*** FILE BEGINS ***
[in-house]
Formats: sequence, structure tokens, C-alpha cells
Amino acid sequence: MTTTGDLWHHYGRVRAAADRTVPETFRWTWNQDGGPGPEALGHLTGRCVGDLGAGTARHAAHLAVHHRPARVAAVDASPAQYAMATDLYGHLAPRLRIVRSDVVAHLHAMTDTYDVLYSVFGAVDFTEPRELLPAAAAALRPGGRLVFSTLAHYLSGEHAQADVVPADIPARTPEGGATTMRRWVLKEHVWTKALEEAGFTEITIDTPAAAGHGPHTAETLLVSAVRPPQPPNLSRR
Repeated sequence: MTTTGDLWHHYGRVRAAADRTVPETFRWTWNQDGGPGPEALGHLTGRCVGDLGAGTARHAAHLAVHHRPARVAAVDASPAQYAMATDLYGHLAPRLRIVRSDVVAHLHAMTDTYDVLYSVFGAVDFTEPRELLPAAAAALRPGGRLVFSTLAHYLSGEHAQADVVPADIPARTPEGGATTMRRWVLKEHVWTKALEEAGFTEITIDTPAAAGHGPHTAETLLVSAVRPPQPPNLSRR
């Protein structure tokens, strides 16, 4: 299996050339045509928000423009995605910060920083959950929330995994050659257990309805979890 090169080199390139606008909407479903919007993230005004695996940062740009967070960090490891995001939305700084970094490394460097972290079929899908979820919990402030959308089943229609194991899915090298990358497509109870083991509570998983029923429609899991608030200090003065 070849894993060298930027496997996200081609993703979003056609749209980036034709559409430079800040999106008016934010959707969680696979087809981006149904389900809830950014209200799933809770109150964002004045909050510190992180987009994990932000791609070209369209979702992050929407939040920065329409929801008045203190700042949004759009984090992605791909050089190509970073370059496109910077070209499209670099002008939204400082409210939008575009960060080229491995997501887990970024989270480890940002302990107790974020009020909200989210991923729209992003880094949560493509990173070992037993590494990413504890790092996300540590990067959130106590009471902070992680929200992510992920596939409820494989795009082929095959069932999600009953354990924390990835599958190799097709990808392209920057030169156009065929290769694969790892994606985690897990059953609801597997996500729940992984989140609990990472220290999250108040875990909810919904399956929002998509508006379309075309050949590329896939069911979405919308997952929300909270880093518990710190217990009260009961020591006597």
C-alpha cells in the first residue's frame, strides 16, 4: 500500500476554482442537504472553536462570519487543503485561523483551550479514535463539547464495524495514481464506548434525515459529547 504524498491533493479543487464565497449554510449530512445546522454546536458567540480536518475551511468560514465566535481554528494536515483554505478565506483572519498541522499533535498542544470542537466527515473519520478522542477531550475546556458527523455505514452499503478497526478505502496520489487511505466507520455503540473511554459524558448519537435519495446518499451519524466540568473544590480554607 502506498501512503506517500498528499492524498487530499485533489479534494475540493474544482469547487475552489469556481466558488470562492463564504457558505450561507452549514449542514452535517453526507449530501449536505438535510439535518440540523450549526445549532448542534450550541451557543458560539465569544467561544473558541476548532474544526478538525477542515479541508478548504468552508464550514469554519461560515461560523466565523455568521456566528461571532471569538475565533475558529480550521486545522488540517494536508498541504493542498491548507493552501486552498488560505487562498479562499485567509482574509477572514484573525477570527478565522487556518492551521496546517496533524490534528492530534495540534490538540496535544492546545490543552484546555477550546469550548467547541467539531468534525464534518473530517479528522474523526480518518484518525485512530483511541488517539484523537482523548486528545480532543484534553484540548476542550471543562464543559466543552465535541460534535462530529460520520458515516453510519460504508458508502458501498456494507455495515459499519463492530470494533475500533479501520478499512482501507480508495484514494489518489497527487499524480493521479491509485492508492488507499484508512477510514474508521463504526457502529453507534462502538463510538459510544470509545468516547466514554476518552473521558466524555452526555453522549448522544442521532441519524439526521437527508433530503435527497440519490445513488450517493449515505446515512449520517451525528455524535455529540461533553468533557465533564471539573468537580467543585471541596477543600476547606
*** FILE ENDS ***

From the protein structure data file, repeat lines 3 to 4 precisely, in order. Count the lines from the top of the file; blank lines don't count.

Amino acid sequence: MTTTGDLWHHYGRVRAAADRTVPETFRWTWNQDGGPGPEALGHLTGRCVGDLGAGTARHAAHLAVHHRPARVAAVDASPAQYAMATDLYGHLAPRLRIVRSDVVAHLHAMTDTYDVLYSVFGAVDFTEPRELLPAAAAALRPGGRLVFSTLAHYLSGEHAQADVVPADIPARTPEGGATTMRRWVLKEHVWTKALEEAGFTEITIDTPAAAGHGPHTAETLLVSAVRPPQPPNLSRR
Repeated sequence: MTTTGDLWHHYGRVRAAADRTVPETFRWTWNQDGGPGPEALGHLTGRCVGDLGAGTARHAAHLAVHHRPARVAAVDASPAQYAMATDLYGHLAPRLRIVRSDVVAHLHAMTDTYDVLYSVFGAVDFTEPRELLPAAAAALRPGGRLVFSTLAHYLSGEHAQADVVPADIPARTPEGGATTMRRWVLKEHVWTKALEEAGFTEITIDTPAAAGHGPHTAETLLVSAVRPPQPPNLSRR